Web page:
Now of course, it's great to be zoomed way in, because you can see your artwork on a granular basis and you can check out and fix problems as well, but it also means you can see a very small portion of your illustration at a time, which means you'll need to scroll or if you prefer pan around. You can do that of course using the scrollbars if you want to, but they are pretty clumsy tools as you see. What you're better off doing is taking advantage of the Hand tool here inside the toolbox, but again, you can get to the hand on the fly by pressing and holding the spacebar and then dragging the illustration.

So this is a spacebar drag in order to move your entire document inside of the illustration window. All right! That takes care of the most essential options, but there are a few more that I want to make you aware of. Under the View menu, you've got this command right here, Fit Artboard in Window, which is going to fit the contents of the active artboard inside the document window. You can also get to it by pressing Ctrl+0 or Command+0 on the Mac. In my case my first artbaord was active, so I end up centering that artboard, if you want to zoom all the way out, so that you take in all f the artboards inside your document, then you choose Fit All in Window, which has a shortcut of Ctrl+Alt+0 or Command+Option+0 on the Mac, and you end up getting this effect here.

And then if you want to zoom the active artboard to 100%, click on the artboard that you want to zoom. Let's say I want to zoom-in on the black shorts there. I'll go ahead and click on that artboard to make it active, and then I will go to the View menu and choose Actual Size, Ctrl+1 here on the PC or Command+1 on the Mac. Finally, Illustrator takes advantage of a few scroll wheel tricks. Now if you've got a track pad on your laptop, whatever special gestures work with that track pad will be supported by Illustrator and that goes for specialty mice as well.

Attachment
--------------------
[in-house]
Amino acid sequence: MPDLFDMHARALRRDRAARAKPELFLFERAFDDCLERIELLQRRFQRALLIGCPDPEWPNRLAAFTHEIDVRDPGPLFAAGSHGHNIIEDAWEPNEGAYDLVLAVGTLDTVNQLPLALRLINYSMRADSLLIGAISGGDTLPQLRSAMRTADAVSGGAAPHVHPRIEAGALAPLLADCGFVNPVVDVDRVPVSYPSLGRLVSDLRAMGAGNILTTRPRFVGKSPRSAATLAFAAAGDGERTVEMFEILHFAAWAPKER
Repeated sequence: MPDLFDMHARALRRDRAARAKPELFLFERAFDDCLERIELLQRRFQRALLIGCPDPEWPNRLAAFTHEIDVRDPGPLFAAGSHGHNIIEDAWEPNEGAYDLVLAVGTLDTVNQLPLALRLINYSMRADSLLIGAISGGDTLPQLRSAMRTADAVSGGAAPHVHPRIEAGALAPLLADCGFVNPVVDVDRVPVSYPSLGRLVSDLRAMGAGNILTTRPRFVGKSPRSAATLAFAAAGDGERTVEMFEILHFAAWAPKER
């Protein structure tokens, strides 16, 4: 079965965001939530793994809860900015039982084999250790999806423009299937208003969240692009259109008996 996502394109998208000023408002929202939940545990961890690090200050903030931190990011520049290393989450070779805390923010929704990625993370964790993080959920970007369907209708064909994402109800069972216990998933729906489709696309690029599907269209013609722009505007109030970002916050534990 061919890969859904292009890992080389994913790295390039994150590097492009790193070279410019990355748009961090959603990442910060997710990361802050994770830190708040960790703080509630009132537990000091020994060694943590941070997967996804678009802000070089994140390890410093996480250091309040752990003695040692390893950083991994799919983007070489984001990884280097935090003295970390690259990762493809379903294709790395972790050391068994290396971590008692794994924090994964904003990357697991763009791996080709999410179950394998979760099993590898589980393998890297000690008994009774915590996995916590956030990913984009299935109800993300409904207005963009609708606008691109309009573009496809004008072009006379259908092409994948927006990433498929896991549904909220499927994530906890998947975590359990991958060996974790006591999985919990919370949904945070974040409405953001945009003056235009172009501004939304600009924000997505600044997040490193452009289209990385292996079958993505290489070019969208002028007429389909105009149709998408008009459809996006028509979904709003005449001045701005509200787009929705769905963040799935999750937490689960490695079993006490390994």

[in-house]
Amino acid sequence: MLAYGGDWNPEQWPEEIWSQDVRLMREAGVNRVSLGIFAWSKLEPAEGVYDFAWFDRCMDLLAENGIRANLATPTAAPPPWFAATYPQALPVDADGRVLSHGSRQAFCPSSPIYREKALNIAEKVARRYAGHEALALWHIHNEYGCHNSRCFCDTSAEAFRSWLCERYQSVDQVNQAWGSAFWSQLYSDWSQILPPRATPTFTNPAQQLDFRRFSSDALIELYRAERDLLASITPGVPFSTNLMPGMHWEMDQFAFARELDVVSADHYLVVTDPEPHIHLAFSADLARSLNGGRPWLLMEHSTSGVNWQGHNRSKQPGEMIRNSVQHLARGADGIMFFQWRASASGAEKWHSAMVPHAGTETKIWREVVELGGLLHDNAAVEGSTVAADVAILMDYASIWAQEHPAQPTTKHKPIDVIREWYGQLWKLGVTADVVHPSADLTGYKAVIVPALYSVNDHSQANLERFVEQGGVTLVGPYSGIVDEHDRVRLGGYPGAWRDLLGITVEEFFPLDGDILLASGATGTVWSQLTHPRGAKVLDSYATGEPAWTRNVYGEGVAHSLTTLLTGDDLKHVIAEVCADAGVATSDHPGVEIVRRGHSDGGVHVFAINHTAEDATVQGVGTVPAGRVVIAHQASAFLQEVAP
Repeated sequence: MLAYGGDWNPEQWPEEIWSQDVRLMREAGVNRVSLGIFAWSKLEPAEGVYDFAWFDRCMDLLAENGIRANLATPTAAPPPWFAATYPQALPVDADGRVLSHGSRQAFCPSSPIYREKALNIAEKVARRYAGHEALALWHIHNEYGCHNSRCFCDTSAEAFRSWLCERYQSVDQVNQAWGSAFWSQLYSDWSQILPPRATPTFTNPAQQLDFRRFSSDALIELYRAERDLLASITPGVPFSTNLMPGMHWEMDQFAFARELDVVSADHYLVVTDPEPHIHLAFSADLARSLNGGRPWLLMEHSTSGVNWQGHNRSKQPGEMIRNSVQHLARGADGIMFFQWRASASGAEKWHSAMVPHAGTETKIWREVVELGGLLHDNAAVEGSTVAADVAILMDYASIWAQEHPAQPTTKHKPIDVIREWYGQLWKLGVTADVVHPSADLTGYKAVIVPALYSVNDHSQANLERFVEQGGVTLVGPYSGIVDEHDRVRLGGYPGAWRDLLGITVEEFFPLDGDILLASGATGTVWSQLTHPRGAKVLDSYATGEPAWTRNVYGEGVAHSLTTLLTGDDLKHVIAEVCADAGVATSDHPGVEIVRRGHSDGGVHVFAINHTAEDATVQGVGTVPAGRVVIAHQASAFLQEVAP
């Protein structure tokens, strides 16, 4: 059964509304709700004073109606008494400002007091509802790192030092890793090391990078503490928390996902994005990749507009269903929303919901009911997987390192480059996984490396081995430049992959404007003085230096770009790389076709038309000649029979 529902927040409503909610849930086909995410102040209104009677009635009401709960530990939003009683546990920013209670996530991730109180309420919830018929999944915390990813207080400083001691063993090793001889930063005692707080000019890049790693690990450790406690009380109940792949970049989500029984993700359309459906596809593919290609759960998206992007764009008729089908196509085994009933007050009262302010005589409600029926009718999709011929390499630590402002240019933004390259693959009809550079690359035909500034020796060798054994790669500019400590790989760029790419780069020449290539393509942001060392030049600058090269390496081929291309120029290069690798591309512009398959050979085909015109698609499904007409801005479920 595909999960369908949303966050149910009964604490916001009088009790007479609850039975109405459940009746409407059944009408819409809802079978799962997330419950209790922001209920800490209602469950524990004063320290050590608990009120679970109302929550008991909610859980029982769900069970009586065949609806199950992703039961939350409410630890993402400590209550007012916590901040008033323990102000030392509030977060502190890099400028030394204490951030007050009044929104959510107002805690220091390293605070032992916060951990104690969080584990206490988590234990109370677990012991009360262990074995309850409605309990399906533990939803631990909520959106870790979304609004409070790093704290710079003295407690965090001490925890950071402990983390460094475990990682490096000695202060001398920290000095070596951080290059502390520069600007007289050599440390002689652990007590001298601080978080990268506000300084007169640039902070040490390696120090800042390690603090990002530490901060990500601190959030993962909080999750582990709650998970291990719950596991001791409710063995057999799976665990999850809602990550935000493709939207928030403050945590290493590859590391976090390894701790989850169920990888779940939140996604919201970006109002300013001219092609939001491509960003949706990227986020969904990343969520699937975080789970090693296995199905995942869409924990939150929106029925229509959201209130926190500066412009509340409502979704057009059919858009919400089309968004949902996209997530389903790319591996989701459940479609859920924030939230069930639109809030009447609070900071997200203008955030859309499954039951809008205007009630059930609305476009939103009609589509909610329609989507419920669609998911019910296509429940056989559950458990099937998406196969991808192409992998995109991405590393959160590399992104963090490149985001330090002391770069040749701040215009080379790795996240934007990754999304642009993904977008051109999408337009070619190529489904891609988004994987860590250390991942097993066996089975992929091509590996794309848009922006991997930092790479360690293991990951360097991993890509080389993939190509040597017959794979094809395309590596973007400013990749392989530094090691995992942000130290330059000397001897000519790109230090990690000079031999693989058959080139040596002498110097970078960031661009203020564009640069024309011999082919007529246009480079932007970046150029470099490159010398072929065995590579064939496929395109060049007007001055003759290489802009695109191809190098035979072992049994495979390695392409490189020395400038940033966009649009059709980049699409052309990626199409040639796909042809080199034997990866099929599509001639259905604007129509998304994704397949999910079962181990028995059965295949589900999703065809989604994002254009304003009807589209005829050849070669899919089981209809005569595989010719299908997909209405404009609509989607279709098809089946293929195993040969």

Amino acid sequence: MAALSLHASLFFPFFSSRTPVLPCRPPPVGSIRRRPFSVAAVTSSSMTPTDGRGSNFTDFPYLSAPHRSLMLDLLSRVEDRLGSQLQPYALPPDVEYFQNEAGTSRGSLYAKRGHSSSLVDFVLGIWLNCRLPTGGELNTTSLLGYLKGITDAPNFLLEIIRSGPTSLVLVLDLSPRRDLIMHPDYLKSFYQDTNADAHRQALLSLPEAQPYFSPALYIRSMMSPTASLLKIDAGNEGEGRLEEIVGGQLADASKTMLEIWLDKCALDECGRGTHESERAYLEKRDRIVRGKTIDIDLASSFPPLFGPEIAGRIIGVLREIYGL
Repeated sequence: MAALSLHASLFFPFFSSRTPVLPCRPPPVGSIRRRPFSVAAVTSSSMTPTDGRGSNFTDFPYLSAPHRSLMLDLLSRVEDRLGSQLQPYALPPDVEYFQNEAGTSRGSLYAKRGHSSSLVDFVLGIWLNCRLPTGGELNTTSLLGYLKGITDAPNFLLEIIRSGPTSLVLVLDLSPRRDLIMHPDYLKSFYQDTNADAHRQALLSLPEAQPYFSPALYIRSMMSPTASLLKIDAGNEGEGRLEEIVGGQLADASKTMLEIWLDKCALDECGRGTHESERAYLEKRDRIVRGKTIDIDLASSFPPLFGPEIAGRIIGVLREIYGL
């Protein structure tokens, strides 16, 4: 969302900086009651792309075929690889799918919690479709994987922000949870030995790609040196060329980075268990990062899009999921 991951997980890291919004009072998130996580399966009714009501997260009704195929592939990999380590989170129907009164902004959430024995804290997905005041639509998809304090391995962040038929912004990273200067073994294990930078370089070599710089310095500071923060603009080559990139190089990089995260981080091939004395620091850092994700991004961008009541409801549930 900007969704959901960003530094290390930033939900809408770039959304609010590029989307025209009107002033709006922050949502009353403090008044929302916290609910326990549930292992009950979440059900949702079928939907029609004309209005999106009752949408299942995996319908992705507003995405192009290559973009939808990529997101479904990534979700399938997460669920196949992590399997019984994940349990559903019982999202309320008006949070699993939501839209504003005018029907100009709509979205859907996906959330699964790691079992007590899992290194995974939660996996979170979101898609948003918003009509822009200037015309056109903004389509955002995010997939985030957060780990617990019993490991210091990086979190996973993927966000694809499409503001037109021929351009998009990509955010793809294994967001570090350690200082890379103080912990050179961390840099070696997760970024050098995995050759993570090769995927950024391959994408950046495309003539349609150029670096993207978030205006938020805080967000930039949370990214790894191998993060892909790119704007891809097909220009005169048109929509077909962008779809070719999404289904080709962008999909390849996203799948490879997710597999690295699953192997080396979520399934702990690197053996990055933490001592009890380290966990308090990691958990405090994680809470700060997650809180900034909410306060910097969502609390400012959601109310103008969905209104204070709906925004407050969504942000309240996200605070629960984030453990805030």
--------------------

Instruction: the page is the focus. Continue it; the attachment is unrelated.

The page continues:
Mice that either have scroll buttons that let you move up down and sideways or mice that have no buttons, whatsoever, such as the Apple mice, which allow you to do gestures on the mouse surface. Let's say you're stuck with your standard everyday average scroll wheel. While then moving the wheel up will scroll you up inside the Illustration, moving the wheel down will scroll you down. If you press the Ctrl+key and scroll up, you will move to the left. If you press the Ctrl key and scroll down, you will move to the right. And then finally this works no matter what kind of mouse you have, I am going to switch over to the third artboard and center it inside the document window as well.

If you press the Alt key or the Option key on the Mac and scroll up, you will zoom-in. If you press Alt or Option on the Mac and scroll down, you'll zoom out. And that friends, is how you get around your document here inside Illustrator.

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Up and Running with Illustrator

26 video lessons · 19936 viewers

Deke McClelland